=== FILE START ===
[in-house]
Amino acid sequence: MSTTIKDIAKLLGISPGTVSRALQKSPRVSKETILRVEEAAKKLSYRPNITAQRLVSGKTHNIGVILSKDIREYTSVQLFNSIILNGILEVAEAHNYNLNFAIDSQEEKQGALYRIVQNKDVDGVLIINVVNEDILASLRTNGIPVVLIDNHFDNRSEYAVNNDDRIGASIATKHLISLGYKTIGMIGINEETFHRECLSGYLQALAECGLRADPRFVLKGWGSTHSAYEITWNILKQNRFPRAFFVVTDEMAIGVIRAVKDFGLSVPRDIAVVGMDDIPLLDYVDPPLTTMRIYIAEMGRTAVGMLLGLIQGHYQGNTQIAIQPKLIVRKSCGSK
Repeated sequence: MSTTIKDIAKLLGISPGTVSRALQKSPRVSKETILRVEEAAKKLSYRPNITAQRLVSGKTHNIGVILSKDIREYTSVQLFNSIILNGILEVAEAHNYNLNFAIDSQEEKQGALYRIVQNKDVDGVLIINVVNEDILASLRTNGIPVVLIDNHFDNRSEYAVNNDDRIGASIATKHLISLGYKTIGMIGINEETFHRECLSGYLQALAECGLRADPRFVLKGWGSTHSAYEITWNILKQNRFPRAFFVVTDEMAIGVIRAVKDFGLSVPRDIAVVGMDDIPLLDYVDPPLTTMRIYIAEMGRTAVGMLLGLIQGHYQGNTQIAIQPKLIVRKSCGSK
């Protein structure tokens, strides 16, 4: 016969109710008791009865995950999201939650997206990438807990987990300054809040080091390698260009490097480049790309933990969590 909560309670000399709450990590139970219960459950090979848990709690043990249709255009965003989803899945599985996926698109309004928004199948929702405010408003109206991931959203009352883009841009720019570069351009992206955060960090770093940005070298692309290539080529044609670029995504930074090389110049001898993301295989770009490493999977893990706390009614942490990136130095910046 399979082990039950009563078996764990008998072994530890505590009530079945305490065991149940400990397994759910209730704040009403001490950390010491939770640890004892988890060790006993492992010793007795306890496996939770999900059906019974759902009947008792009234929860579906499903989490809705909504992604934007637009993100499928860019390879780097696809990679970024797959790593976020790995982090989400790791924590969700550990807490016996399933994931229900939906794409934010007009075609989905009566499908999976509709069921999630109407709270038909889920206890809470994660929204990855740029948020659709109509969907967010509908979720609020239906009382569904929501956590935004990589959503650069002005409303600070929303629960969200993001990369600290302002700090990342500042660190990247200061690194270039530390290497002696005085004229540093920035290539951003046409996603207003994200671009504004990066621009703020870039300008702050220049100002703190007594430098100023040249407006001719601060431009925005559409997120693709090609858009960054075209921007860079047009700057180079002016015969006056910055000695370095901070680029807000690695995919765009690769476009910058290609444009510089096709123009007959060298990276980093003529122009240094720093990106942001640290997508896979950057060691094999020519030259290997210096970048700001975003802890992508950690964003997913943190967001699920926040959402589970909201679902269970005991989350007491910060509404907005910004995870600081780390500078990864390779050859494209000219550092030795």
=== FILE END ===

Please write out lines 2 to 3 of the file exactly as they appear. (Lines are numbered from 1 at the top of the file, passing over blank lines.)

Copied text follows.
Amino acid sequence: MSTTIKDIAKLLGISPGTVSRALQKSPRVSKETILRVEEAAKKLSYRPNITAQRLVSGKTHNIGVILSKDIREYTSVQLFNSIILNGILEVAEAHNYNLNFAIDSQEEKQGALYRIVQNKDVDGVLIINVVNEDILASLRTNGIPVVLIDNHFDNRSEYAVNNDDRIGASIATKHLISLGYKTIGMIGINEETFHRECLSGYLQALAECGLRADPRFVLKGWGSTHSAYEITWNILKQNRFPRAFFVVTDEMAIGVIRAVKDFGLSVPRDIAVVGMDDIPLLDYVDPPLTTMRIYIAEMGRTAVGMLLGLIQGHYQGNTQIAIQPKLIVRKSCGSK
Repeated sequence: MSTTIKDIAKLLGISPGTVSRALQKSPRVSKETILRVEEAAKKLSYRPNITAQRLVSGKTHNIGVILSKDIREYTSVQLFNSIILNGILEVAEAHNYNLNFAIDSQEEKQGALYRIVQNKDVDGVLIINVVNEDILASLRTNGIPVVLIDNHFDNRSEYAVNNDDRIGASIATKHLISLGYKTIGMIGINEETFHRECLSGYLQALAECGLRADPRFVLKGWGSTHSAYEITWNILKQNRFPRAFFVVTDEMAIGVIRAVKDFGLSVPRDIAVVGMDDIPLLDYVDPPLTTMRIYIAEMGRTAVGMLLGLIQGHYQGNTQIAIQPKLIVRKSCGSK